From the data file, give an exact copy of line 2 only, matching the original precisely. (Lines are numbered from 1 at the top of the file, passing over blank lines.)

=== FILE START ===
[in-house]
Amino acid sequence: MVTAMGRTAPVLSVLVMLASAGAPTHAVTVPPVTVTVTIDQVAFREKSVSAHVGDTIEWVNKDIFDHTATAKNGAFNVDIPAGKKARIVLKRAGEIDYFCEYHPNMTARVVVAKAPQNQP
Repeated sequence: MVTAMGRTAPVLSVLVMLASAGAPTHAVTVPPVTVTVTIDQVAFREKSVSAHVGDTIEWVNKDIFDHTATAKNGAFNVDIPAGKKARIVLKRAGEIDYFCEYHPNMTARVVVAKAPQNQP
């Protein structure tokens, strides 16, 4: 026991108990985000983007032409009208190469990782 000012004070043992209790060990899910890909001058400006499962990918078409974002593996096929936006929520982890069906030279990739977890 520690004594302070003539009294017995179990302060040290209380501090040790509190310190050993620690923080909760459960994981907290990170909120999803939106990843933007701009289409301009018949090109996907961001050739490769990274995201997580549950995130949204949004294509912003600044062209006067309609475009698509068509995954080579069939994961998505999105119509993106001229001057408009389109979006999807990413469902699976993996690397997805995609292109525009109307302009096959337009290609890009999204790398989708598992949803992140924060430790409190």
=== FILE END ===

Amino acid sequence: MVTAMGRTAPVLSVLVMLASAGAPTHAVTVPPVTVTVTIDQVAFREKSVSAHVGDTIEWVNKDIFDHTATAKNGAFNVDIPAGKKARIVLKRAGEIDYFCEYHPNMTARVVVAKAPQNQP